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Nori riding high with Dragons

by John E. Gibson (Mar 19, 2008)

The Chunichi Dragons were the perfect team to sign Norihiro Nakamura a year ago.

The 34-year-old infielder had a burning desire to play the game and the Dragons were hot for another right-handed power hitter.

Before most players were thinking about the labors of spring training, Nakamura was doused with a bucket of cold reality when he couldn't negotiate a deal with the Orix Buffaloes in the offseason.

The third baseman stormed out on the club and sat on the sidelines, working out on his own while his representative tried to work out a deal somewhere. He ended up with the Dragons after passing a tryout--after all the other clubs turned their backs on him.

The signing, though, wasn't just because Chunichi thought the former Kintetsu and Orix slugger could add some pop to the lineup.

"I knew him when I was a bench coach in the Pacific League, and I knew he could play the field well," said Chunichi infield coach Nobuhiro Takashiro.

"I know he's steady on balls that are in his range--he doesn't have a great deal of range, but he's good on balls he gets to."

The Central League agreed, awarding Nakamura his sixth Golden Glove in 15 pro seasons last year.

"If he were a poor defensive player, the manager and the team wouldn't have brought him in here," Takashiro said.

Said cleanup batter Tyrone Woods: "Whatever [manager Hiromitsu] Ochiai has been doing lately, it's been working, so I never questioned him bringing in Nori."

Now, coming off a championship season capped by the Japan Series MVP award--mainly because of a record-tying four doubles--Nakamura said he has rededicated himself.

"Last year I came in as a non-roster player, and I don't want to forget that feeling every day when I go out and play," he said.

"Everything last year was so new to me, I really had to just stay focused on myself. I didn't have time to think about anyone else," said Nakamura, who sported the non-roster-indicating No. 205 until he made the club and took No. 99.

"This year is different. I want to try and work hard to improve my numbers from last season."

He'll have the opportunity to do that if he stays healthy. Nakamura hit .293 with 20 homers and 79 RBIs in 130 games. But he was slowed during the stretch drive by a bad back.

The pain, however, didn't hinder him from helping the Dragons erase 53 years of frustration with a Japan title. He played through the injury, swaddled in ice packs after every game, and the Dragons breathed easy after taking down the Hokkaido Nippon Ham Fighters in a rematch of the 2006 Series.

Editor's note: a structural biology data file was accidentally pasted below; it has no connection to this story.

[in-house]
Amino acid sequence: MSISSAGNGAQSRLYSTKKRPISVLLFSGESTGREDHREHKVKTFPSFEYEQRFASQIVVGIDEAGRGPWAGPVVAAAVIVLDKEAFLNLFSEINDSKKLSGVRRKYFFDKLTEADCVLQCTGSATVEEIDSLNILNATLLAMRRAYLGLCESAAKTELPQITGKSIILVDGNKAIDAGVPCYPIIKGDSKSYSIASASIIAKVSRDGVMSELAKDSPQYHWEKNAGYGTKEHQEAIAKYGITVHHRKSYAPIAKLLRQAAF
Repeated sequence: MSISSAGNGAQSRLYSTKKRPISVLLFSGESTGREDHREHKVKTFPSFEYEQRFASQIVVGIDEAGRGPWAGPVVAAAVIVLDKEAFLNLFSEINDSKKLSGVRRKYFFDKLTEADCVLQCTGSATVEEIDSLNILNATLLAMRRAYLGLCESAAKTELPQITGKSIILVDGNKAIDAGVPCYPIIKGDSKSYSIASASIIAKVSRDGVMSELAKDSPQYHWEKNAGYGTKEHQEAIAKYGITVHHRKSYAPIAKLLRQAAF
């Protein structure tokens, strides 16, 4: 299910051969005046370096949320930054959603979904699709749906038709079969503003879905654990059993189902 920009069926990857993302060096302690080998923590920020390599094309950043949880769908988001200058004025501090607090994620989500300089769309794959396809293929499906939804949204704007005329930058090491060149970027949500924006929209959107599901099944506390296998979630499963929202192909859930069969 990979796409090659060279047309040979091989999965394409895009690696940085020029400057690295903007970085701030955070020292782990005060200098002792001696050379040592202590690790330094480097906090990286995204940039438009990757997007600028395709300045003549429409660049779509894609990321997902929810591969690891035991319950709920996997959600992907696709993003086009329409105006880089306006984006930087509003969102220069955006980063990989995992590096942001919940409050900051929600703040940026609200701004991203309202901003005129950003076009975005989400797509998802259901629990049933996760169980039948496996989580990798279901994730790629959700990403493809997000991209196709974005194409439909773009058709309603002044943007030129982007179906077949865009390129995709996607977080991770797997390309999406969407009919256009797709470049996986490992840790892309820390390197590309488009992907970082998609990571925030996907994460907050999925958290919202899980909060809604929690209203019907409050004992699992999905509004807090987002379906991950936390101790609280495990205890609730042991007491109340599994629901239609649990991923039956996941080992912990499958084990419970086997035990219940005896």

"It all turned out great in the end," said Nakamura, who left Nagoya Dome fans with the final indelible image of tears streaming down his face on the interview podium after the Game 5 Series clincher.

Nakamura's renaissance wasn't without its rough patches, though. When his production fell off in midseason, he was showered nearly every day with tips from Ochiai, among others.

"I can't tell you the advice I got from the manager," Nakamura said bluntly. "But there were a lot of things to think about.

"That experience helped me come through in the end--helped me finish the season the way I did."

Woods said all the advice might have had him swinging in the wrong direction.

"He wasn't just going to come out and have success right away just by switching his stance," Woods said.

"They were messing with some of everything with him last year. So for him to just come out and stick with it--it worked out great for him and I'm happy for him.

"You know, nobody wanted him before the season started, and for him to come out and prove everybody wrong and for Ochiai to give him a second chance, I was very happy for him."

But Nakamura, who moved to the Los Angeles Dodgers in 2005 but spent most of the season with with the Triple-A team, said he continues to use all the coaching he received last season.

"I'm still working on that advice and trying to implement it," he said.

"There are many things I'm working on, and I'll continue working on them and try to get over those hurdles one by one.

"I really want to contribute to a winning team."

But Nakamura has to be careful. His back trouble could hold him back if he tweaks it again.

"I'll try to make sure it doesn't flare up," said Nakamura, who took painkillers to get through games last year.

He has also worked hard to drop some weight and improve his conditioning.

"In the offseason, he cut back on things like drinking and got into better shape," Takashiro said of Nakamura.

"He's moving better now, but we don't really want him to go all out in practice. But I'll tell you this, you can expect bigger and better things from him this year."


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